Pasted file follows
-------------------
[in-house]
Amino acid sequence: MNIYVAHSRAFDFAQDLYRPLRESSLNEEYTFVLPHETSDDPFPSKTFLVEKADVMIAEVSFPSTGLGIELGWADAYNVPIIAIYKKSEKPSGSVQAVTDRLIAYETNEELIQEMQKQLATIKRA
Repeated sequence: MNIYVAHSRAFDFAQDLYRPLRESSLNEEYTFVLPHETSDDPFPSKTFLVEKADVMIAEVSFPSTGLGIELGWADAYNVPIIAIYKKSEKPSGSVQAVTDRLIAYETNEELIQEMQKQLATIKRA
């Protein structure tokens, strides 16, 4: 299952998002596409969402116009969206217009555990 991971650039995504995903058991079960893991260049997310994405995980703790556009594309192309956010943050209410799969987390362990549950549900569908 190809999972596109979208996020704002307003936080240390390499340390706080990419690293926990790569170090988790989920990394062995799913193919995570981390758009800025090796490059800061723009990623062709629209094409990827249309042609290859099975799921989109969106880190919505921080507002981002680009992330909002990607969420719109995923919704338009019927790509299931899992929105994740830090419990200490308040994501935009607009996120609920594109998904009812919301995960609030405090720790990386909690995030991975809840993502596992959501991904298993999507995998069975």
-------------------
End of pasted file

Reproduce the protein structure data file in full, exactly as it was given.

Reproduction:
[in-house]
Amino acid sequence: MNIYVAHSRAFDFAQDLYRPLRESSLNEEYTFVLPHETSDDPFPSKTFLVEKADVMIAEVSFPSTGLGIELGWADAYNVPIIAIYKKSEKPSGSVQAVTDRLIAYETNEELIQEMQKQLATIKRA
Repeated sequence: MNIYVAHSRAFDFAQDLYRPLRESSLNEEYTFVLPHETSDDPFPSKTFLVEKADVMIAEVSFPSTGLGIELGWADAYNVPIIAIYKKSEKPSGSVQAVTDRLIAYETNEELIQEMQKQLATIKRA
């Protein structure tokens, strides 16, 4: 299952998002596409969402116009969206217009555990 991971650039995504995903058991079960893991260049997310994405995980703790556009594309192309956010943050209410799969987390362990549950549900569908 190809999972596109979208996020704002307003936080240390390499340390706080990419690293926990790569170090988790989920990394062995799913193919995570981390758009800025090796490059800061723009990623062709629209094409990827249309042609290859099975799921989109969106880190919505921080507002981002680009992330909002990607969420719109995923919704338009019927790509299931899992929105994740830090419990200490308040994501935009607009996120609920594109998904009812919301995960609030405090720790990386909690995030991975809840993502596992959501991904298993999507995998069975």